The first application provides a fresh perspective on the use of non-invasive electrophysiology: M/EEG are often thought to have excellent temporal but limited spatial resolution, see e.g., (Lütkenhöner 2003). However, in previous work we have shown how variational Bayesian inference can be used as a mathematical microscope to yield non-invasive estimates of cortical anatomy, structure and function, see e.g., (Pinotsis et al. 2013). At the same time, M/EEG responses can illuminate the neurobiological mechanisms underpinning neural rhythms (Friston et al. 2015; Pinotsis et al. 2014). Here, we present further results that illustrate the rich spatial information in non-invasive data and argue that this richness is (only) bounded by the models used to explain empirical data—and the experimental design used to elicit those state (e.g., experimental artefacts, number and location of the sensors, length of recording sessions etc.), see also (Troebinger et al. 2014). Exploiting this rich spatial information rests upon formulating appropriate hierarchical Bayesian models that generate predictions of neural activity and group effects (Friston et al. 2016). A general form of these models accommodates both within and between subject effects. For example:
$$\begin{aligned} y_{i} &= \varGamma_{i} (\theta^{(1)} ) + \varepsilon_{i}^{(1)} \\ \theta^{(1)} &= \varGamma (\theta^{(2)} ) + \varepsilon^{(2)} \\ \theta^{(2)} &= \eta + \varepsilon^{(3)} \\ \end{aligned}$$
where \(y_{i}\) is a matrix of i-th subject responses, \(\varGamma_{i} (\theta^{(1)} )\) represents the (differential equation or dynamic causal) model that generates these responses with parameters \(\theta^{(1)}\), \(\varGamma (\theta^{(2)} )\) is the between subject (second level) model that describes intersubject variability in the parameters of the first level model. The second level maps second to first level parameters (e.g., group means to subject-specific parameters), where \(\varepsilon^{(i)}\) represent random effects at each level (e.g., intersubject variability and observation noise). Below, we combine these second level models with models of brain activity that make predictions about the dynamics of coupled excitatory and inhibitory populations. In these applications, \(\varGamma_{i} (\theta^{(1)} )\) captures biophysical (see e.g. (Deco et al. 2008; Pinotsis and Friston 2014a) behaviours that are caused by key architectures and (synaptic) connectivity parameters of interest. Bayesian procedures allow us to identify the form of hierarchical models and estimate their (hidden) parameters using observed responses and Variational Bayesian inference (Friston et al. 2007, 2008).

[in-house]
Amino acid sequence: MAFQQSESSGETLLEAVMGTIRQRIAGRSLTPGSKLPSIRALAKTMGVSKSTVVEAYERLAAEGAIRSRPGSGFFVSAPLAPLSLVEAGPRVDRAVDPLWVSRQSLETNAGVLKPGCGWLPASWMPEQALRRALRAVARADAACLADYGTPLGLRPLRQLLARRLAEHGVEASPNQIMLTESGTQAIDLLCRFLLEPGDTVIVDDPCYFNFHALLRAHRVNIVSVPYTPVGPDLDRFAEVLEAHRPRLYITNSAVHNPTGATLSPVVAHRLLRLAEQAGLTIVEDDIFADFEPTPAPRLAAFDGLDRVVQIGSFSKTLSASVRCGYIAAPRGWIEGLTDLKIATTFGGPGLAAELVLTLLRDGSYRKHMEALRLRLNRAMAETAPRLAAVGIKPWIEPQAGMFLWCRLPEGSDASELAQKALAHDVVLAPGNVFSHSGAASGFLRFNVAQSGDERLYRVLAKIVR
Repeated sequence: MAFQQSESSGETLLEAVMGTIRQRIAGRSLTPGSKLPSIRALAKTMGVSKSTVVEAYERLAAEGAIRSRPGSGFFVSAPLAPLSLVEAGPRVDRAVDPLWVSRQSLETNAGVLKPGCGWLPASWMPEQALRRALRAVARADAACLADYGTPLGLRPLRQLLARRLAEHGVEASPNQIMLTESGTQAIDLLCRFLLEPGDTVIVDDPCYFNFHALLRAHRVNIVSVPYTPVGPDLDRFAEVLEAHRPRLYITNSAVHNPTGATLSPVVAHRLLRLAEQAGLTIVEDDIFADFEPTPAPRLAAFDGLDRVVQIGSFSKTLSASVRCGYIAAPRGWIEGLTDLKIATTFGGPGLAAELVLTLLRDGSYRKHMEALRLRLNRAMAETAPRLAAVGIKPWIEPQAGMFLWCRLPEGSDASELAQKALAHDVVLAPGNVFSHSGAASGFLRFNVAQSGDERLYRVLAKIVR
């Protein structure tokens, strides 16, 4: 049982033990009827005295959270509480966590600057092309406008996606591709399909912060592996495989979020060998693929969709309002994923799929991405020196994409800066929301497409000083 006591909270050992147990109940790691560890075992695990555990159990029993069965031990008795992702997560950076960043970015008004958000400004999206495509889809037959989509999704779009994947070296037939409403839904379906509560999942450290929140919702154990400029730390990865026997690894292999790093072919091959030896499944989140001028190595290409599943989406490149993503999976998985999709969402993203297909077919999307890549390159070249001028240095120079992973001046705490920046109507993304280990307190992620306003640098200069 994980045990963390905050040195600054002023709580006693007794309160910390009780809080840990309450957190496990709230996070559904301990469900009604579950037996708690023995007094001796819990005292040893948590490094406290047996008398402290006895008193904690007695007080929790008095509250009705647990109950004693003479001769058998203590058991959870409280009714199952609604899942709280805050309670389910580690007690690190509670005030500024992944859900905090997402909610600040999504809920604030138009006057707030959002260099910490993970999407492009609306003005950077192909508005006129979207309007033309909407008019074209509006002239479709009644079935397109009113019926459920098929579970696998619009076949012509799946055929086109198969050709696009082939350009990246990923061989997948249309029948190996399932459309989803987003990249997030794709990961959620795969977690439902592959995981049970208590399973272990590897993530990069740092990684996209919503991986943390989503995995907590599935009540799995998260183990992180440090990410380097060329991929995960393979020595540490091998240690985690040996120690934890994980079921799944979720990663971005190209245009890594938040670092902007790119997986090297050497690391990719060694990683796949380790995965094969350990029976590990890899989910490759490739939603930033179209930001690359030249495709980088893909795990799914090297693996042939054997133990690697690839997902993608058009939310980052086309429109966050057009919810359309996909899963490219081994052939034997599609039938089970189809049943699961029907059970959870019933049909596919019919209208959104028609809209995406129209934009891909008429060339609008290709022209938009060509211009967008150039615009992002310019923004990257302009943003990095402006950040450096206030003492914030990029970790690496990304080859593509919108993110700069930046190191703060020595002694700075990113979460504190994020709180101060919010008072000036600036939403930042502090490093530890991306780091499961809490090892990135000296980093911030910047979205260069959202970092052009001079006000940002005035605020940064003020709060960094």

In the context of non-invasive electrophysiology, the hierarchical model (2) poses the difficult inversion problem of finding neural source estimates in the context of intersubject variability. This involves (i) partitioning the covariance of observed data into observation error and components that can be explained in terms of neuronal responses, that themselves entail components due to second level (between-subject) level variability; (ii) exploiting differential equation models to provide anatomical and physiological constraints on the explanation for first level (within subject) responses—usually in terms of (synaptic) connectivity estimates. The second level covariance components specify whether the parameters of the dynamical model at the first level are random or fixed effects, while dynamical models provide predictions of the dynamics at source and sensor space, which depend upon cortical anatomy and physiology.

In summary, hierarchical or empirical Bayesian modelling of the sort implied by Eq. (2) allows us to perform efficient source reconstruction and obtain connectivity estimates by replacing phenomenological constraints (e.g., based on autoregressive modelling and temporal smoothness considerations) by spatiotemporal constraints based on models of neuronal activity. This can be thought as an alternative to autoregressive models, which model statistical dependencies among measured signals—as opposed to the neuronal processes generating measurements. In dynamic causal modelling, one uses a forward or generative model of distributed processing to estimate the (coupling) parameters of that model. Inference then proceeds assuming nonlinear within-subject effects and linear between subject effects. This allows one to distinguish among competing hypotheses about the mechanisms and architectures generating the data and the nature of group effects in multiple subject studies (Friston et al. 2015, 2016; Pinotsis et al.; to appear).

Crucially, the use of Bayesian model reduction (BMR) allows one to reduce the computational burden of inverting PEB models from multiple subjects and enables an efficient scoring and averaging of large sets of (nested) models (Friston and Penny 2011). Bayesian model reduction entails the estimation of a posterior density over hidden model parameters for a reduced model (defined in terms of a prior density) using just the posterior density estimated from a full model (with a complete set of parameters). We can express the generative model in Eq. 1 in terms of a likelihood model and the implicit (empirical) priors:
$$\begin{aligned} \ln p(y,\theta^{(1)} ,\theta^{(2)} |m) &= \sum\nolimits_{i} {\ln p(|\theta^{(1)} )} + \ln p(\theta^{(1)} |\theta^{(2)} ) + \ln p(\theta^{(2)} |m) \\ p\left( {y_{i} |\theta^{(1)} ,m} \right) &= {\mathcal{N}}(\varGamma_{i} (\theta^{(1)} ),\varSigma_{i} (\theta^{(1)} )) \\ p\left( {\theta^{(1)} |\theta^{(2)} ,m} \right) &= {\mathcal{N}}(\varGamma (\theta^{(2)} ),\varSigma (\theta^{(2)} )) \\ p\left( {\theta^{(2)} |m} \right) &= {\mathcal{N}}(\eta ,\varSigma ) \\ \end{aligned}$$